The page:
Meet Michelle Sheppard, Founder Of Callina Style

Designing in San Francisco, sourcing in Peru, and marketing all over the world, Michelle Sheppard built on her industry experience to launch Callina Style - a modern fashion brand that integrates sustainable practices and designs to create high-quality, sustainable, and thoughtfully-produced pieces. After traveling around the world, she built her line around Alpaca wool from Peru. Today she spends her days passionately designing, brainstorming, researching, and collaborating to bring high quality designs to the conscious consumer. This is Michelle’s story.

Designer, perfectionist, entrepreneur - we’d love to hear more about how a designer in San Francisco became inspired to start a clothing line in Peru. What’s your story?

After graduating from Rhode Island School of Design, I started working at Design Within Reach (DWR), where I designed, collaborated, traveled and sourced from textile mills around the world. During my travels abroad, I noticed firsthand there was an underserved market for high quality sustainable fashion with social responsibility. When I started Callina, I wanted to find producers with sustainable missions and methods in place. Plus, I knew I wanted to give back to the communities in which I collaborated. I travelled to Peru, knowing it was a country rich in artistry and having one of the longest histories of textile production in the world.   

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Having been to Peru, I have an appreciation for the foggy mornings and cozy hillsides, and for all of the alpaca! You’ve built your brand on sustainable premium fibers from these animals - tell us more about what makes them unique as well as the environmental impact from this material source.

Alpacas live largely in the highlands of the Peruvian Andes at approximately 15,000 ft elevation. They graze freely in the pastures and are bred mainly by small farmers. Their soft, padded feet are gentle on the terrain and they graze without pulling out the grass and destroying root systems, similar to a lawn mower. An alpaca drinks less water than a cashmere goat and can grow enough wool for four or five sweaters in a year.

At Callina we ensure our products are made from the highest quality yarns from the alpaca called “baby alpaca” - they're not from a baby at all, but the adult animal. Alpaca is one of the rarest and finest fibers in the world. Back in the Inca times Alpaca fiber was considered a status symbol and the fine grades used exclusively by Incan nobles. A few things you might not know about alpaca fiber:

  1. Long alpaca fibers make stronger yarn that pills less
  2. Hollow fibers mean warmer for equal weight with natural wicking quality
  3. Softer than wool, more comparable to cashmere
  4. Naturally hypoallergenic
  5. Free from dander and lanolin which cause allergic reactions
  6. Naturally grows in over forty shades ranging from white to black

Wow, I had no idea. But your material selection is just the beginning of Callina’s impact. You’re also committed to working with Peruvian artisans to weave and knit the final products, providing stable income to local talent. Why not manufacture in the United States? What impact does this economic opportunity have on the communities you work in?

Peru is a country filled with culture, color, and weaving tradition. We aim to create collections that carry a high human value. In doing so, we mainly work with small, family run shops located in the Arequipa area. We are delighted to create unique pieces while helping artisans and their families grow their business and improve their living conditions.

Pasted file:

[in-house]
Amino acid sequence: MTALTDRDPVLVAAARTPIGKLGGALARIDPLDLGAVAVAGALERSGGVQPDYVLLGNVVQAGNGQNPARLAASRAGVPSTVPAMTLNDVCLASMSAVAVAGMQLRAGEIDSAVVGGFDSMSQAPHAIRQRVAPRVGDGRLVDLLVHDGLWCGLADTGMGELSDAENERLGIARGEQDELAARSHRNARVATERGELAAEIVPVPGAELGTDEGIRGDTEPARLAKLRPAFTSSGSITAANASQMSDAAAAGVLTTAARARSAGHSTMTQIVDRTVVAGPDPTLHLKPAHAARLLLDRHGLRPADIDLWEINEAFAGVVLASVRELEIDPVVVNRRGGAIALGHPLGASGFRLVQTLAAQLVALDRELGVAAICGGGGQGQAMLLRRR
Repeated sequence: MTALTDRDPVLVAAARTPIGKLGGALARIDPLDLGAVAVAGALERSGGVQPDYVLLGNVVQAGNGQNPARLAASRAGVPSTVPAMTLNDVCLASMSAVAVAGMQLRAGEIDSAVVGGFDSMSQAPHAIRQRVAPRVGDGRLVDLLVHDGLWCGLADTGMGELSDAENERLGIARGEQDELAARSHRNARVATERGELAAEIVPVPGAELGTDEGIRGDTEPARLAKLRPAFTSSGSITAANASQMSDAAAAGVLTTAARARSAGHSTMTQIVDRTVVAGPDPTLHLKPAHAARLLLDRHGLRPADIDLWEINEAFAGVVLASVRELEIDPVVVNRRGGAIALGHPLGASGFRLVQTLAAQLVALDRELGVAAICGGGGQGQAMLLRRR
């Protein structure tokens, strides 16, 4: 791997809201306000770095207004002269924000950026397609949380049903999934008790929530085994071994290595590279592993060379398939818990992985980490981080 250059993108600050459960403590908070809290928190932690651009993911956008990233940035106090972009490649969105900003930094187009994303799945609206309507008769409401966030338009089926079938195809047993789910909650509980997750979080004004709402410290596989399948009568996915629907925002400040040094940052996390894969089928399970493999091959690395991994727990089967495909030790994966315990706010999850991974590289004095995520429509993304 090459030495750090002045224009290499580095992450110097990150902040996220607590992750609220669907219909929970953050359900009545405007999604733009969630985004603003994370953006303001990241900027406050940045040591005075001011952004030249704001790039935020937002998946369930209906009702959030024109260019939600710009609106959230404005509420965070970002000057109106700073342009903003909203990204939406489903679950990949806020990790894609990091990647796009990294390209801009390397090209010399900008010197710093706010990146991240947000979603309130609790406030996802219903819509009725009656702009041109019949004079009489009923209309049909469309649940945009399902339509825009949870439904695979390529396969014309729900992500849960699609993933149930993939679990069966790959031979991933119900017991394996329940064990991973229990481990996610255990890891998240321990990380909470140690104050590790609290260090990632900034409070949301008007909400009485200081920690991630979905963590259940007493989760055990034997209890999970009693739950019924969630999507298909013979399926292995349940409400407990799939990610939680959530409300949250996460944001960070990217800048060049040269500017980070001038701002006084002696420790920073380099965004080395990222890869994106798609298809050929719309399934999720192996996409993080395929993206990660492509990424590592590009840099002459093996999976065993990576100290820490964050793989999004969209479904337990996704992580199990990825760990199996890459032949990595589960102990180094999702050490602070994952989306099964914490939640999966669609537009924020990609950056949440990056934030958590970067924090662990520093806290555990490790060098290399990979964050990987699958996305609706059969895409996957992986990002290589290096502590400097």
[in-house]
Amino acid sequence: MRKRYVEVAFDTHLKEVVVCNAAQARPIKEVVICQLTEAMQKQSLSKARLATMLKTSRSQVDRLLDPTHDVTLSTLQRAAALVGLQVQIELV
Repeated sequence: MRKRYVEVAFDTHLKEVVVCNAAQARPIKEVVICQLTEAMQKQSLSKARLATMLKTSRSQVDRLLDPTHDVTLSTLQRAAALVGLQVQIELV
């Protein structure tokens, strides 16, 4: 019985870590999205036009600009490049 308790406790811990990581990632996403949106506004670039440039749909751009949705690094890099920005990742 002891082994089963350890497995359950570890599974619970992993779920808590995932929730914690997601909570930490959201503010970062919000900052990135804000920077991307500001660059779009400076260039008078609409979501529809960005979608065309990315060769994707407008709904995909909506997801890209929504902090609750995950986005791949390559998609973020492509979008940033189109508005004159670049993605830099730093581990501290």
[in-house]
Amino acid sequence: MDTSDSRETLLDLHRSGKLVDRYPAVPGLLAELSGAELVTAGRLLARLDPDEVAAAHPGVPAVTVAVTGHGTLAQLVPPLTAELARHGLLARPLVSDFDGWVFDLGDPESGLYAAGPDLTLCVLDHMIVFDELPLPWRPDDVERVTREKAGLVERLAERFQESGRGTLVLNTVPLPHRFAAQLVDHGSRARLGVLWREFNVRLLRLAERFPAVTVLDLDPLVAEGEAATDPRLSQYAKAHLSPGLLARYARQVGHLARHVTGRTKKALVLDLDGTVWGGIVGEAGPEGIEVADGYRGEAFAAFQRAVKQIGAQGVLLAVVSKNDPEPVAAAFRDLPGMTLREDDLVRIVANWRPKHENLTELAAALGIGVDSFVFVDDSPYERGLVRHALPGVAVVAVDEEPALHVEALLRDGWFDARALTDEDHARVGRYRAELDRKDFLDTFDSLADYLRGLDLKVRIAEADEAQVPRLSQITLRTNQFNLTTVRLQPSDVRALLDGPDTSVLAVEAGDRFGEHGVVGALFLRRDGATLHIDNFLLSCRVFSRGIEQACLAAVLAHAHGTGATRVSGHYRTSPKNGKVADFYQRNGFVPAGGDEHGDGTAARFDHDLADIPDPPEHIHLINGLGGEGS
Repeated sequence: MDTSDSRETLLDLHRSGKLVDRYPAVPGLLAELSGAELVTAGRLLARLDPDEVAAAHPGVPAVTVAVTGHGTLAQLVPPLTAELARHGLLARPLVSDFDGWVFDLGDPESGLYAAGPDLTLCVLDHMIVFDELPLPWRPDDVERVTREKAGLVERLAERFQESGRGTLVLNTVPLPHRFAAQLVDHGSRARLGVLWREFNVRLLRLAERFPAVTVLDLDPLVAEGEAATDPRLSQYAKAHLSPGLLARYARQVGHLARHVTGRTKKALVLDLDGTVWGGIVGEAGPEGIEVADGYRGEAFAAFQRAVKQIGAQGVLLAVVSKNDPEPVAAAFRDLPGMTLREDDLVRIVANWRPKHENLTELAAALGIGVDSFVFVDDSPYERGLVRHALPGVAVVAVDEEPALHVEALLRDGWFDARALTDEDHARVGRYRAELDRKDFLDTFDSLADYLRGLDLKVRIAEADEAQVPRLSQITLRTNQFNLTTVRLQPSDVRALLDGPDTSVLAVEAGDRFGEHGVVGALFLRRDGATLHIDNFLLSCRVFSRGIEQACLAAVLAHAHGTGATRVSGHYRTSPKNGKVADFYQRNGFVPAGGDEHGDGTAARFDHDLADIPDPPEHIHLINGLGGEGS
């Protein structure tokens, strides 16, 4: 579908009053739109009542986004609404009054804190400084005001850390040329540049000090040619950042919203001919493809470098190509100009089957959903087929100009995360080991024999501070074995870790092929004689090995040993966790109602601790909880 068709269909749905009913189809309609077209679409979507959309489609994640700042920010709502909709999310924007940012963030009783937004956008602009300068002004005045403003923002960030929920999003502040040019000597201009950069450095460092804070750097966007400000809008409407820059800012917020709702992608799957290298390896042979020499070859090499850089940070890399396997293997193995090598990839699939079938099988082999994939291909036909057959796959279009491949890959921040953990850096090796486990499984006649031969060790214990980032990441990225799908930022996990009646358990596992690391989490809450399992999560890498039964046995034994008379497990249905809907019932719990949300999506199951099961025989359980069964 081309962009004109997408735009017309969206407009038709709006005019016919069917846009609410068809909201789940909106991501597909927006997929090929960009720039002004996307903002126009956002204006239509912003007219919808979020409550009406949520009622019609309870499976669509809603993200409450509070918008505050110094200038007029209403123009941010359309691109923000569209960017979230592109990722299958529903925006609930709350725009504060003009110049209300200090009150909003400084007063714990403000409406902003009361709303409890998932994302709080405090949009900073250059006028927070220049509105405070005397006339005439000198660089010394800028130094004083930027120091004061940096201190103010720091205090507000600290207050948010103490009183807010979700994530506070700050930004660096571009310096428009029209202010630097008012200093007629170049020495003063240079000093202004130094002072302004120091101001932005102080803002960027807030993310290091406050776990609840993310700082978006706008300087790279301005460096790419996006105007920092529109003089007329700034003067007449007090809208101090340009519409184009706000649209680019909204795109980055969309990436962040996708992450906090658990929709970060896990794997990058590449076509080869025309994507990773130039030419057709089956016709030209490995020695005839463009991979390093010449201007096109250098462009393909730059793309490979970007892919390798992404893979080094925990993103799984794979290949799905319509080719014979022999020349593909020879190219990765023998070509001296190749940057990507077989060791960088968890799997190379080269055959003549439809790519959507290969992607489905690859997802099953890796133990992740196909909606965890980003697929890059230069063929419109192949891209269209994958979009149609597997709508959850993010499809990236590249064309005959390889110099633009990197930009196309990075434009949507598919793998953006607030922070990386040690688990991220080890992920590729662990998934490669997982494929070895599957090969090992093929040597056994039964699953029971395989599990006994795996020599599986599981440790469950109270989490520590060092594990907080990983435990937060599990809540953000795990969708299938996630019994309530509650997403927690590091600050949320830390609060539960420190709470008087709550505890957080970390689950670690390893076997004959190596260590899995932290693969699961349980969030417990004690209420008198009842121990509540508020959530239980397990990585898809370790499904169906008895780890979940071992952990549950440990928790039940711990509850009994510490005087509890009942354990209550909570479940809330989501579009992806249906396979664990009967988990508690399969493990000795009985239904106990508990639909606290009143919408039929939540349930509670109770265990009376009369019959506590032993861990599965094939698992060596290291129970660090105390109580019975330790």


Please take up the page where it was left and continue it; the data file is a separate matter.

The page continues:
We are delighted to create unique pieces while helping artisans and their families grow their business and improve their living conditions.

Ok, we know how easy it is to fall in love with the talent and traditions of artisans all over the world. What trends are you noticing in sustainable fashion and do you foresee Callina forging partnerships in any other countries? 

I think we have seen sustainable fashion go from pieces whose style may not really excite us to having more stylish options and reaching a broader fashion market. For example, Stella McCartney is demonstrating sustainability with her vegan, not-leather approach and Maiyet is partnering with global artisans for their collections.   

We are looking at other countries for artisan partnerships. As you know, we are committed to a fully transparent process and take pride in how our clothes are made and by whom. Plus, partnering with these amazing artisans, we have high quality pieces with distinctive craftsmanship that you cannot find anywhere else.   

Sustainable fashion has gone from pieces whose style may not really excite us to having more stylish options and reaching a broader fashion market

Your designs embody a very natural and organic approach to production. What inspired your line’s distinct style?

I have always been drawn to modern design and minimalist aesthetics. Paintings from Rothko, furniture of Ray and Charles Eames, sculpture from Isamo Noguchi and architecture from Santiago Calatrava. I am also inspired by the Japanese philosophy or aesthetic called wabi-sabi. it is explained by architect Tadao Ando as, “Pared down to its barest essence, wabi-sabi is the Japanese art of finding beauty in imperfection and profundity in nature, of accepting the natural cycle of growth, decay, and death. It's simple, slow, and uncluttered - and it reveres authenticity above all.”

Our style is inspired by this philosophy and carried out with timeless designs, artisan made collections, and finding inspiration from textures, shapes and colors inspired from places in nature.

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